Electronic self-report assessment for cancer and self-care support: results of a multicenter randomized trial.

TitleElectronic self-report assessment for cancer and self-care support: results of a multicenter randomized trial.
Publication TypeJournal Article
Year of Publication2014
AuthorsBerry DL, Hong F, Halpenny B, Partridge AH, Fann JR, Wolpin S, Lober WB, Bush NE, Parvathaneni U, Back AL, Amtmann D, Ford R
JournalJ Clin Oncol
Volume32
Issue3
Pagination199-205
Date Published2014 Jan 20
ISSN1527-7755
KeywordsAdaptation, Psychological, Adult, Aged, Aged, 80 and over, Female, Humans, Internet, Male, Middle Aged, Neoplasms, Patient Education as Topic, Patient-Centered Care, Prospective Studies, Quality of Life, Questionnaires, Self Care, Self Report, Treatment Outcome
Abstract

PURPOSE: The purpose of this trial was to evaluate the effect of a Web-based, self-report assessment and educational intervention on symptom distress during cancer therapy.

PATIENTS AND METHODS: A total of 752 ambulatory adult participants were randomly assigned to symptom/quality-of-life (SxQOL) screening at four time points (control) versus screening, targeted education, communication coaching, and the opportunity to track/graph SxQOL over time (intervention). A summary of the participant-reported data was delivered to clinicians at each time point in both groups. All participants used the assessment before a new therapeutic regimen, at 3 to 6 weeks and 6 to 8 weeks later, completing the final assessment at the end of therapy. Change in Symptom Distress Scale-15 (SDS-15) score from pretreatment to end of study was compared using analysis of covariance and regression analysis adjusting for selected variables.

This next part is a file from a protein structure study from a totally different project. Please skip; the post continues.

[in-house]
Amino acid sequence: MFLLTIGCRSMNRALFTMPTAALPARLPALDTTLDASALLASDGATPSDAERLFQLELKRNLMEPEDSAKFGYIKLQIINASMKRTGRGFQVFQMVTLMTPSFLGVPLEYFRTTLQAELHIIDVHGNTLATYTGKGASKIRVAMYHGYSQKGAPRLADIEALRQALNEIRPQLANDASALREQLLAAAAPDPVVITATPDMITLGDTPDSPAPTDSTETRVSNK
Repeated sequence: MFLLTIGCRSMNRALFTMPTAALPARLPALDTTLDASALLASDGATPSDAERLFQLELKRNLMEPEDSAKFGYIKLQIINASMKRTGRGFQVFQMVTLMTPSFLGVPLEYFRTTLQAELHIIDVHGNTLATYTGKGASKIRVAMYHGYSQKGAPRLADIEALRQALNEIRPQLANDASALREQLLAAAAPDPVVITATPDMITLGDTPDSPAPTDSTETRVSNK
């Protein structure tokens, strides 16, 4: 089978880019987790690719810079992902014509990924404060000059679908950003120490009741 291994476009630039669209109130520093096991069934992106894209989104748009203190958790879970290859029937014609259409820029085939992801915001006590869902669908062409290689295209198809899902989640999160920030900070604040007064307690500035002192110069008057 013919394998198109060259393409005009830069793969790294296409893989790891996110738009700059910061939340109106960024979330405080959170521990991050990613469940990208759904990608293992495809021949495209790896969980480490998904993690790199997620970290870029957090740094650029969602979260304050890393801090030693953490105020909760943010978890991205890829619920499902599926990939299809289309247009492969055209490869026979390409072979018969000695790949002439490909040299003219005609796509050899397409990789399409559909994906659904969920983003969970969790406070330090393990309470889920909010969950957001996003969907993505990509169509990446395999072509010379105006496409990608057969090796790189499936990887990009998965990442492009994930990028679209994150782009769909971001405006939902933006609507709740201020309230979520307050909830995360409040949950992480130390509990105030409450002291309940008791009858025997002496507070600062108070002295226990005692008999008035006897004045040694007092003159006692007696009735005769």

RESULTS: We detected a significant difference between study groups in mean SDS-15 score change from baseline to end of study: 1.27 (standard deviation [SD], 6.7) in the control group (higher distress) versus -0.04 (SD, 5.8) in the intervention group (lower distress). SDS-15 score was reduced by an estimated 1.21 (95% CI, 0.23 to 2.20; P = .02) in the intervention group. Baseline SDS-15 score (P < .001) and clinical service (P = .01) were predictive. Multivariable analyses suggested an interaction between age and study group (P = .06); in subset analysis, the benefit of intervention was strongest in those age > 50 years (P = .002).

CONCLUSION: Web-based self-care support and communication coaching added to SxQOL screening reduced symptom distress in a multicenter sample of participants with various diagnoses during and after active cancer treatment. Participants age > 50 years, in particular, may have benefited from the intervention.

DOI10.1200/JCO.2013.48.6662
Alternate JournalJ. Clin. Oncol.
PubMed ID24344222